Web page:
So after spending a little more time researching, here’s what I came up with for swap partition vs. swap file.
Swap performance relies on the swapped data being contiguous on the disk. Swap partitions are inherently contiguous because they are entirely dedicated to swap whereas a swap file may not be contiguous as it is just a file on a general-use partition that shares space with all the other files contained there. This is particularly true for filesystems that have been in use for a while where at least some fragmentation is likely. Disk space is also a factor. If there isn’t a contiguous block of space large enough to accommodate the size of the swap file then it could be split into pieces which will absolutely decrease performance of the swap process. This should not be an issue when creating a swap file on a fresh partition with adequate free space available. In cases where the swap file is contiguous there should be no discernible difference in performance between a swap partition and a swap file.
The other reason I came across was the idea of planning ahead and separating concerns. If you know you need or want to use swap and know how much you want to allocate then dedicating a partition for that purpose makes sense. This is particularly true if you are doing so with the assumption that you will be relying on swap on a regular basis and not as a safety net as I assume most people do. It can be particularly important for mission critical systems like servers. Lastly, the idea that a swap partition can be located anywhere such as a different, faster disk could play a role, although there’s no reason a swap file also couldn’t be located on any mounted disk.
Hibernation was also something I came across. I mentioned it in the video and I genuinely do believe that most people don’t use hibernation at this point but I may be incorrect. You can use hibernation with both swap partitions and files but using a swap file requires additional steps to configure and will vary depending on your approach and distribution.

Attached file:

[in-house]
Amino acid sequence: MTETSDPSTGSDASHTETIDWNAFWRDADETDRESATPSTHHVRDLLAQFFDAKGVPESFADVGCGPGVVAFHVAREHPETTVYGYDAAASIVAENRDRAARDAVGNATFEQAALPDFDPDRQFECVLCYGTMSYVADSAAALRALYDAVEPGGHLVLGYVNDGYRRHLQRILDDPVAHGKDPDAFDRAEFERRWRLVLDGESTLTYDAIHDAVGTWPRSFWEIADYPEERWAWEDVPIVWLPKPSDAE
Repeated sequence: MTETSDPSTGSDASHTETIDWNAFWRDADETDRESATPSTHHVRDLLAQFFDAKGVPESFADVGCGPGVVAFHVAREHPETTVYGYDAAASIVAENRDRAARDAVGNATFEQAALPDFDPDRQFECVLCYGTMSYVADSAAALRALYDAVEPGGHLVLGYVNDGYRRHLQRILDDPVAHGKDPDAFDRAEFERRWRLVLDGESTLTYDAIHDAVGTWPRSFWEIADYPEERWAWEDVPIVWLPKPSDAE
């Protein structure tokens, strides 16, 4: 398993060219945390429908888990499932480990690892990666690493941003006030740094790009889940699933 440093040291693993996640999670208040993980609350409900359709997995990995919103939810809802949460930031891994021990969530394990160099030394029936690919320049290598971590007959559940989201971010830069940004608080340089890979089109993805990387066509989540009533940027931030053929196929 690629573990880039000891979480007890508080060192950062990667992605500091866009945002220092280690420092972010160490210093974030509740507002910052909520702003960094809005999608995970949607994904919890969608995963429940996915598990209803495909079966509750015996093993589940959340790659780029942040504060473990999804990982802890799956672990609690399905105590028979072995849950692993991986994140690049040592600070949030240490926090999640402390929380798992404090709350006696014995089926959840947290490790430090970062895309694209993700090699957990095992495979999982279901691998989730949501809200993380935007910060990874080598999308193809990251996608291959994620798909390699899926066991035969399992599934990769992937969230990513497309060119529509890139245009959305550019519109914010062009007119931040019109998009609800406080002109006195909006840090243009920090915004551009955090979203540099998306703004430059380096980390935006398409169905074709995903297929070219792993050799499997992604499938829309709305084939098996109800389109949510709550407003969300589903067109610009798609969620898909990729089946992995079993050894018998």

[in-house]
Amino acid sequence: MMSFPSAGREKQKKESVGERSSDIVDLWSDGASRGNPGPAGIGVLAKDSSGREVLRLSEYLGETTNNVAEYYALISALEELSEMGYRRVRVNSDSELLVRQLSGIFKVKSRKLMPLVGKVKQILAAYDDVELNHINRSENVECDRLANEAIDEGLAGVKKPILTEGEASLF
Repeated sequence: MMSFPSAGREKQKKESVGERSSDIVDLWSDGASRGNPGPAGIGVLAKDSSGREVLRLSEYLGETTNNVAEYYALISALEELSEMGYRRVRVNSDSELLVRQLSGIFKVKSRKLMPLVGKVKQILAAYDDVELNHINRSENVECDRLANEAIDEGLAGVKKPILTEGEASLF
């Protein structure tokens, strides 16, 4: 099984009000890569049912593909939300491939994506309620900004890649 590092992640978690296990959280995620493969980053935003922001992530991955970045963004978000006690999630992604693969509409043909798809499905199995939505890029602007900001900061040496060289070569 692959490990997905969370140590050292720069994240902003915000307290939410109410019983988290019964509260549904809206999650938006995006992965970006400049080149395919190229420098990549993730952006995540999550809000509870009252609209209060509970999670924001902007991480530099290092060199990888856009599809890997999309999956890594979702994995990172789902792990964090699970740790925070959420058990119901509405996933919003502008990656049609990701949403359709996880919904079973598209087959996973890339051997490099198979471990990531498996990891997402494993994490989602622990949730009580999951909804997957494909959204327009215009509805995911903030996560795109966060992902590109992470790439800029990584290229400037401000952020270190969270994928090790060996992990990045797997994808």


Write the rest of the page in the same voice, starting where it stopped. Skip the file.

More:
My final thoughts on this come down to how you approach swap. As I’ve mentioned, I really only see it as a safety net for the extremely rare occasions where I do something dumb and go OOM or the unlikely event some process goes off the rails and eats all my RAM. I will never rely on swap as a primary means of managing memory in a purposeful way where I know I will use all the physical memory and overflow into swap space. It’s a pretty terrible experience in case you’ve never dealt with it. You probably have as a Windows user back in the day where it was very common to have a low spec system without sufficient RAM to run the OS and many applications at once. This combined with the slow disks available at the time was almost unbearable. Remember memory managers? They would push things out of physical memory to free up space, usually didn’t work very well and generally caused more problems than they attempted to solve.
I guess the bottom line is, to me at least, if you are running out of memory on a regular basis…get more. Swap is a band-aid and will not solve that problem. It will stop your system from crashing and hence is still useful so definitely make sure you have thought about it but don’t see it as a way to solve the fundamental issue of too little memory.